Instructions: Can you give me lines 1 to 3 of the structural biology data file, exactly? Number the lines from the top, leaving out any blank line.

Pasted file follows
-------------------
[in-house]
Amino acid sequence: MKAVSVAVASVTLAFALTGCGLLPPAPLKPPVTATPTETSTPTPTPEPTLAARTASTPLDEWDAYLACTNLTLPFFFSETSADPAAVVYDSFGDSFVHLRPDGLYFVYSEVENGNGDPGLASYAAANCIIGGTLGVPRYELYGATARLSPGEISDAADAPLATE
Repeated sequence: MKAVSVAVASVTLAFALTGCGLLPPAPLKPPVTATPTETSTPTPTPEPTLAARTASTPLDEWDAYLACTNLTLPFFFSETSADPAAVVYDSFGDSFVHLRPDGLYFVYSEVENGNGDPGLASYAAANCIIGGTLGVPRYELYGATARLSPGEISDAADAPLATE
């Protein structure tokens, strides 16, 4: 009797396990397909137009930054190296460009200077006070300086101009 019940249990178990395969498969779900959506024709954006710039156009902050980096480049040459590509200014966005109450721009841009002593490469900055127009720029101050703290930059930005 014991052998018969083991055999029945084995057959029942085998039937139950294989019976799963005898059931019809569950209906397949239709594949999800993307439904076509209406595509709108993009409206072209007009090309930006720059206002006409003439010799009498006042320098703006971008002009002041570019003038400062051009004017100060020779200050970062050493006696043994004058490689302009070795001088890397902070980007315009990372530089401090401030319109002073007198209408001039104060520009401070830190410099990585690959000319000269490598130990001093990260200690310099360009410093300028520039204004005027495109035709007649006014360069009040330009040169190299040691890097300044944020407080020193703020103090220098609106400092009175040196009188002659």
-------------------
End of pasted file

[in-house]
Amino acid sequence: MKAVSVAVASVTLAFALTGCGLLPPAPLKPPVTATPTETSTPTPTPEPTLAARTASTPLDEWDAYLACTNLTLPFFFSETSADPAAVVYDSFGDSFVHLRPDGLYFVYSEVENGNGDPGLASYAAANCIIGGTLGVPRYELYGATARLSPGEISDAADAPLATE
Repeated sequence: MKAVSVAVASVTLAFALTGCGLLPPAPLKPPVTATPTETSTPTPTPEPTLAARTASTPLDEWDAYLACTNLTLPFFFSETSADPAAVVYDSFGDSFVHLRPDGLYFVYSEVENGNGDPGLASYAAANCIIGGTLGVPRYELYGATARLSPGEISDAADAPLATE